Virgin Media and Telefonica did not immediately respond to requests for comment.

Virgin Media, owned by Liberty Global Plc, is awaiting regulatory approval for its 31 billion-pound ($42.86 billion) tie-up with O2, according to Sky.

The Competition and Markets Authority (CMA) has a statutory deadline of late May for making a judgment on the deal, the report added.

Deutsche Bank CEO willing to give up investment bank oversight role – source

FRANKFURT (Reuters) – Christian Sewing, chief executive officer of Deutsche Bank, is willing to give up his role overseeing the investment bank in the foreseeable future, a person with knowledge of the matter said on Friday.

The person, speaking on condition of anonymity, said Sewing never intended to permanently keep the job that he added to his duties in an overhaul in 2019.

Sewing has come under pressure from regulators to relinquish day-to-day oversight of its sprawling investment bank, Reuters reported in January.

Handelsblatt earlier on Friday reported that there is movement on the topic of the dual role.

Twitter’s Dorsey called out for trolling Congress during hearing

(Reuters) – Twitter CEO Jack Dorsey tweeted his frustration with U.S. lawmakers’ questions on the social media platform during a hearing about misinformation on Thursday, leading one member of congress to call out his multi-tasking. ( here)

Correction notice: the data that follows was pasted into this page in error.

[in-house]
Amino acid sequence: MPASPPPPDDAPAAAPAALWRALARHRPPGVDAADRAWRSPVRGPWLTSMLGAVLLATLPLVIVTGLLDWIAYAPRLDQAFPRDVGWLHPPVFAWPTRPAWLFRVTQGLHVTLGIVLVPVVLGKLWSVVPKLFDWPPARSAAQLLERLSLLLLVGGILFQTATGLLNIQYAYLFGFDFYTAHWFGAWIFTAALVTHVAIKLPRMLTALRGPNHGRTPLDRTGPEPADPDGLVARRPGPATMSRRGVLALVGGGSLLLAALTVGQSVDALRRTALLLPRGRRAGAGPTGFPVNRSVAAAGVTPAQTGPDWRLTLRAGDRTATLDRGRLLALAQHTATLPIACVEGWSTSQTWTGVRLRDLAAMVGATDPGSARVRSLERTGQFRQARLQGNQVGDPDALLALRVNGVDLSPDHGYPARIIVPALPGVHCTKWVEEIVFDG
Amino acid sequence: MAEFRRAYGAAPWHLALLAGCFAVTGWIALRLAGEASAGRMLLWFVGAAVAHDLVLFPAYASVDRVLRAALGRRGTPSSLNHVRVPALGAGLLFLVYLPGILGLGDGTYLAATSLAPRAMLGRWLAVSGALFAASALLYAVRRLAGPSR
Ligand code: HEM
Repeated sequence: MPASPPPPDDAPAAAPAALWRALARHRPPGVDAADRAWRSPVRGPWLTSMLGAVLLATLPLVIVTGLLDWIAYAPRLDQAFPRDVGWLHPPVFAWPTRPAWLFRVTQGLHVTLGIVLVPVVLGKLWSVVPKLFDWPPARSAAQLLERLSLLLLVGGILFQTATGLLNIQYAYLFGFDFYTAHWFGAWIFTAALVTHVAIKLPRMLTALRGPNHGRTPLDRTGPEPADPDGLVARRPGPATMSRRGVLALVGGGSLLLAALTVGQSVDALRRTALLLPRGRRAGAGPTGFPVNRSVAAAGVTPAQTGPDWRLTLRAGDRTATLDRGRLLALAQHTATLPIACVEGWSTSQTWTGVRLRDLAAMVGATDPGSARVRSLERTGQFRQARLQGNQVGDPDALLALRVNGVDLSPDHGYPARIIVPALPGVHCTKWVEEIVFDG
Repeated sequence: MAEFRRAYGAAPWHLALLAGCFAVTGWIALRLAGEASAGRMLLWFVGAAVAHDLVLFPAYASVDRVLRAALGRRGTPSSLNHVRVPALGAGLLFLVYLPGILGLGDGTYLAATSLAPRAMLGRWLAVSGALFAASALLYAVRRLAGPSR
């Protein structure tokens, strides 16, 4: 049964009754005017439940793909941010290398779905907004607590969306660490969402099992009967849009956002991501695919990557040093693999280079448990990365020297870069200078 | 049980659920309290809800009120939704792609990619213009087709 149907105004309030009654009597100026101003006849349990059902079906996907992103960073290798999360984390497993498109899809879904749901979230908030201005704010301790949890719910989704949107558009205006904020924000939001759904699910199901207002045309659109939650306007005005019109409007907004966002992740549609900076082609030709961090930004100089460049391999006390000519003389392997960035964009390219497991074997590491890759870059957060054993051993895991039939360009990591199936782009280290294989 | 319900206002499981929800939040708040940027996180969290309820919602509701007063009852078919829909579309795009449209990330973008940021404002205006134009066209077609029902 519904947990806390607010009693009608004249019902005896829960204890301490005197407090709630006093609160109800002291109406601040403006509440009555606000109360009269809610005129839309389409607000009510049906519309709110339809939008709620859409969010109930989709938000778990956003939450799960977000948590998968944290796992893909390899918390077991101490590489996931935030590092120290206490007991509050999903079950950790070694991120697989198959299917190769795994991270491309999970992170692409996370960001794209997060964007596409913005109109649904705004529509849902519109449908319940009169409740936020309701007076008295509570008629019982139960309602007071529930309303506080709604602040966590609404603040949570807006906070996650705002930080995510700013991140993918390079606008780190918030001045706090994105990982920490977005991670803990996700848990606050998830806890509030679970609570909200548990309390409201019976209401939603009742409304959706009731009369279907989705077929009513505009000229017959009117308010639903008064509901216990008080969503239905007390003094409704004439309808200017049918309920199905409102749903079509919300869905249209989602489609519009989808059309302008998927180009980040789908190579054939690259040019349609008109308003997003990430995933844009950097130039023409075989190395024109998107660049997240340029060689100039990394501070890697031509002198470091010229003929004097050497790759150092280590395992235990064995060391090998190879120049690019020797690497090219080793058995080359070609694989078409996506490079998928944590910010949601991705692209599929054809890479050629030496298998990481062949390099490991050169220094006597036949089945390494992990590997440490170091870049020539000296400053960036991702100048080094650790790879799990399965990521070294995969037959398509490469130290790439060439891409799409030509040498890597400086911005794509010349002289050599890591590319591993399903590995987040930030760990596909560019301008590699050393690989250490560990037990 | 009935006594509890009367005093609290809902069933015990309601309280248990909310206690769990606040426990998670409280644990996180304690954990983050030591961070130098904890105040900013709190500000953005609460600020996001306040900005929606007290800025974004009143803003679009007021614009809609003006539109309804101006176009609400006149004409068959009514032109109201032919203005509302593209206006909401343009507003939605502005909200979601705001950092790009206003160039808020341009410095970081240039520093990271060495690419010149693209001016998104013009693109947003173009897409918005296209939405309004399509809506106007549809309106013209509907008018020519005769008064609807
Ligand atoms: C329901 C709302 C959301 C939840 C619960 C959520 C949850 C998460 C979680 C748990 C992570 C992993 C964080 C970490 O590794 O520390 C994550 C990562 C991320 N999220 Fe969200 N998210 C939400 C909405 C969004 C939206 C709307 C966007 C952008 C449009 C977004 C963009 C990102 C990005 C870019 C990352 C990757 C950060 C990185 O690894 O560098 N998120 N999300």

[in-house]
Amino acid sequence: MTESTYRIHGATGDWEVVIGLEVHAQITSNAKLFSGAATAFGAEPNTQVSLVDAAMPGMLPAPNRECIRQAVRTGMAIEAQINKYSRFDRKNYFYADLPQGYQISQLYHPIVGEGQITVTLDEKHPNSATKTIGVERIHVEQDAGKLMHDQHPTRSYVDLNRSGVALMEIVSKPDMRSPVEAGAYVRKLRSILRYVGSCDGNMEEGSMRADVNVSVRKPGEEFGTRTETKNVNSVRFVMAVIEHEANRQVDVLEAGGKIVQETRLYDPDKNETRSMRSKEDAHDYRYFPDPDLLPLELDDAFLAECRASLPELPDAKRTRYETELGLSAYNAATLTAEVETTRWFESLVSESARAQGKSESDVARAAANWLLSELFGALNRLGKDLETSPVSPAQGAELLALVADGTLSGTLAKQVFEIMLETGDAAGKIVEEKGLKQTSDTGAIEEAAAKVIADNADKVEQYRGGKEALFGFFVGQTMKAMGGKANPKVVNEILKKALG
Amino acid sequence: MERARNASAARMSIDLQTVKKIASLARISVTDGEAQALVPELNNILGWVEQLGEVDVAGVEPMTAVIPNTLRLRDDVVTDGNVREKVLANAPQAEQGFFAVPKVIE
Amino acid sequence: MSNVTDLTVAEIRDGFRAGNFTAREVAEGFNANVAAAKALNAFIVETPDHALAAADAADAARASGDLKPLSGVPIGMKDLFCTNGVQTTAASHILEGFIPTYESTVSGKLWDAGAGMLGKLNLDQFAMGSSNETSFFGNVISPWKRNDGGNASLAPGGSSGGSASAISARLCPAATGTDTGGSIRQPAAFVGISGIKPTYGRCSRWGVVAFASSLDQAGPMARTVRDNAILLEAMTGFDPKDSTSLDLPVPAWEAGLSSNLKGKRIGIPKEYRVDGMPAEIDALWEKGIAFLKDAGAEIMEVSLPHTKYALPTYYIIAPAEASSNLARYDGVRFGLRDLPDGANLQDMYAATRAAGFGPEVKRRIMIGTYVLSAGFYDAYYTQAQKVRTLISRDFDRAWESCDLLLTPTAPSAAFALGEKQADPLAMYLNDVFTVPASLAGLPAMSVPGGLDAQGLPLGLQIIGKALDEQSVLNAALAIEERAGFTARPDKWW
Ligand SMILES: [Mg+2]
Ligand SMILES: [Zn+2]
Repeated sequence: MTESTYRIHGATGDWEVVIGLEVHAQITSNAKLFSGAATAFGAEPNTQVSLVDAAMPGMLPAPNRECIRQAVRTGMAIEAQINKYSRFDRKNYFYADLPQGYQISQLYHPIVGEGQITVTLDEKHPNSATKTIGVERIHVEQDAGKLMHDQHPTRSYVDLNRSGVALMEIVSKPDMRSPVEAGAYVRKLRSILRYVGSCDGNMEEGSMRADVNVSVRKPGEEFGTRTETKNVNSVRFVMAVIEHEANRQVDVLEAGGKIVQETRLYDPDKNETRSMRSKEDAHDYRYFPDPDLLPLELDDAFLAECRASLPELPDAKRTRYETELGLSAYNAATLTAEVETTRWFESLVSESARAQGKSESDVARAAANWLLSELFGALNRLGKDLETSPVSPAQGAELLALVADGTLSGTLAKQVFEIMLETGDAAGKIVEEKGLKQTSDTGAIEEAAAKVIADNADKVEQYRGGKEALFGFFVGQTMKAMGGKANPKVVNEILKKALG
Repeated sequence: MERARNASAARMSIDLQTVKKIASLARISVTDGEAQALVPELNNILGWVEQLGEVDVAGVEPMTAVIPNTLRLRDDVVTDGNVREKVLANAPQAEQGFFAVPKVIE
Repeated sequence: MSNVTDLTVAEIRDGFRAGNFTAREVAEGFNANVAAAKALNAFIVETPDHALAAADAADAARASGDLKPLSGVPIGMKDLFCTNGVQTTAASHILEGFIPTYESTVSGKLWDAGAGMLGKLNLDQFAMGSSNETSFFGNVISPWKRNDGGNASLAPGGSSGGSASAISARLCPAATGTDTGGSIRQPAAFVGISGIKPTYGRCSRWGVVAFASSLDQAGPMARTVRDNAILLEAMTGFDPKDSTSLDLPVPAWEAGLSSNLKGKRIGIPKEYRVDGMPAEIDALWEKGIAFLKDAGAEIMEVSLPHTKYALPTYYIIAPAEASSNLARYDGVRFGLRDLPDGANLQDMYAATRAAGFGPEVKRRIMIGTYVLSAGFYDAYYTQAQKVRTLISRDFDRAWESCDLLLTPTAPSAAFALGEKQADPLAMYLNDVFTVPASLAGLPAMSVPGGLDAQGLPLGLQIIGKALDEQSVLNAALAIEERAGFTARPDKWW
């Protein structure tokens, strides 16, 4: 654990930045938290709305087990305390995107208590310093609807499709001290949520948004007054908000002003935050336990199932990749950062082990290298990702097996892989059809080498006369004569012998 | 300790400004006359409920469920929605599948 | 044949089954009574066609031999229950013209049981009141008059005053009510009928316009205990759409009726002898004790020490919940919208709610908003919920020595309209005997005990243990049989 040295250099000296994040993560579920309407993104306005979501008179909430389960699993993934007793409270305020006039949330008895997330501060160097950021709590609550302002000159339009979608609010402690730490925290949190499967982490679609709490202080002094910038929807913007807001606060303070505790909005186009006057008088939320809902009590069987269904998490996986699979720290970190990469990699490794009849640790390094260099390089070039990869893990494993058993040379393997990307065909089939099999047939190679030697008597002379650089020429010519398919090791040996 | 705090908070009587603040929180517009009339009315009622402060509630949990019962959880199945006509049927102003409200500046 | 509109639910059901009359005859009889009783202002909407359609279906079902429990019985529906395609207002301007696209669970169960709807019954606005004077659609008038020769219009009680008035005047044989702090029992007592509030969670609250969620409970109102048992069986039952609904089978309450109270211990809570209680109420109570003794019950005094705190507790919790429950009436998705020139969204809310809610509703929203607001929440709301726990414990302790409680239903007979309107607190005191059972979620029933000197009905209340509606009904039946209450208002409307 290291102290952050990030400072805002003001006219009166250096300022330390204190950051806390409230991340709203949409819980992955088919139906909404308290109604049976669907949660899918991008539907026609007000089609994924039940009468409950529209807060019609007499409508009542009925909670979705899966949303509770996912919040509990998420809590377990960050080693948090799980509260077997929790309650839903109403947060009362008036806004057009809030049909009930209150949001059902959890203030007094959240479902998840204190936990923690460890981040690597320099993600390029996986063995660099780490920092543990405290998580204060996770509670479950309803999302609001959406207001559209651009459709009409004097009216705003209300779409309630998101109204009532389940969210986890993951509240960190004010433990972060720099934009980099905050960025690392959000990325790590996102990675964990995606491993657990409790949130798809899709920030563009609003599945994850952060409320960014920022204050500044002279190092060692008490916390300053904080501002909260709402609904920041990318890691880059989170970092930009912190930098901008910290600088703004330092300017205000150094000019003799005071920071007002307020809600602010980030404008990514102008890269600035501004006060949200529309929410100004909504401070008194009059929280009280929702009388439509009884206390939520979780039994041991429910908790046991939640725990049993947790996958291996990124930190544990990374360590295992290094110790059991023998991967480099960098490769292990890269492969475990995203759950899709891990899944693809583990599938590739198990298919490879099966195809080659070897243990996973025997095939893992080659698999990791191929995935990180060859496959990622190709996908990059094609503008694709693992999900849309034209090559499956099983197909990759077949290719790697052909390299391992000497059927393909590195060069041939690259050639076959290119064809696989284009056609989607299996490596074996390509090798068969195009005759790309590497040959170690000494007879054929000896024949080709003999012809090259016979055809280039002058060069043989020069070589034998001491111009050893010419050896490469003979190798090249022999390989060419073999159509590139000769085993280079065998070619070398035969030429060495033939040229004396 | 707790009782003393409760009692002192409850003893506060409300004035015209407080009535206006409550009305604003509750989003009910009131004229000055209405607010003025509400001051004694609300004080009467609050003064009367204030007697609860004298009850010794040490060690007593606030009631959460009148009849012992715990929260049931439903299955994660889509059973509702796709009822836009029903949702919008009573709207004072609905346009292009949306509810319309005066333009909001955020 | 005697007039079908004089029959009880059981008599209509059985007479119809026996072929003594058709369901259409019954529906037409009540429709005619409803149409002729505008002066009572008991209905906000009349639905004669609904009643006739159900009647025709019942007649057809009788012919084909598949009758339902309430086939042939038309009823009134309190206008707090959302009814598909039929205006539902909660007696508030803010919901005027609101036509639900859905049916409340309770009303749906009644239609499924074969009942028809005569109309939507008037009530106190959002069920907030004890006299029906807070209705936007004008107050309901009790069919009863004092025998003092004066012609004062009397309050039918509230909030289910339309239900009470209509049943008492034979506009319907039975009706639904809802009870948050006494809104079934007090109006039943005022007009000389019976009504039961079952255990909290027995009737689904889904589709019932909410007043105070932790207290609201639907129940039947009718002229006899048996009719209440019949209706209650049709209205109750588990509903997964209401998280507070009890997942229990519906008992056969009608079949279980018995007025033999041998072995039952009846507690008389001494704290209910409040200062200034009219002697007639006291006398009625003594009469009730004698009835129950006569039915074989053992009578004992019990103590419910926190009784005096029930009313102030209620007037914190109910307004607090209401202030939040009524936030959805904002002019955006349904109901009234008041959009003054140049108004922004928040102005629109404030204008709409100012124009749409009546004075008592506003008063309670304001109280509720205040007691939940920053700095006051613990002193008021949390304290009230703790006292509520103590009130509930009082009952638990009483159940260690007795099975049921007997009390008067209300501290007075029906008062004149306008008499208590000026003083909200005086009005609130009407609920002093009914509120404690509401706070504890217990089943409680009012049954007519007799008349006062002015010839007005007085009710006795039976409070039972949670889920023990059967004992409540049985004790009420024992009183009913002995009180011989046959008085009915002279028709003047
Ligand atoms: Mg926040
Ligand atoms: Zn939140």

VIEW ORIGINAL TWEET ON TWITTER

Lawmakers grilled Dorsey and the CEOs of Facebook and Google’s parent Alphabet for almost five hours. Tensions were high as they asked them to answer “yes or no” to questions ranging from whether their platforms bore any responsibility for the Jan. 6 riot to whether they understood the difference between the two words.

During the hearing, Dorsey tweeted “?” with a poll asking Twitter Inc users to vote “yes” or “no.” Democratic Representative Kathleen Rice asked: “Mr. Dorsey, what is winning, yes or no, on your Twitter account poll?”

Dorsey told her that “yes” was winning, to which she replied: “Your multi-tasking skills are quite impressive.”

Facebook Inc CEO Mark Zuckerberg and Alphabet Inc CEO Sundar Pichai were also witnesses at the joint hearing by two subcommittees of the House Energy and Commerce Committee.

Lawmakers from both parties tried throughout the hearing to pin down the tech CEOs with questions needing only “yes” or “no” answers, interrupting them when they tried to give longer ones. Lawmakers quizzed the executives over concerns from COVID-19 misinformation, harassment, hate speech and extremism.

As the hearing took place, Dorsey also liked tweets criticizing aspects of the session, including asking why members of Congress were mispronouncing Pichai’s name, and replied to a tweet confirming that he was barefoot during the call. His poll on Thursday afternoon had more than 71,000 votes.

Intel to spend $20 billion on U.S. chip plants as CEO challenges Asia dominance

(Reuters) – The move by CEO Pat Gelsinger on Tuesday aims to restore Intel’s reputation after manufacturing stumbles sent shares plunging last year. The strategy will directly challenge the two other companies in the world that can make the most advanced chips, Taiwan’s Semiconductor Manufacturing Co Ltd (TSMC) and Korea’s Samsung Electronics Co Ltd.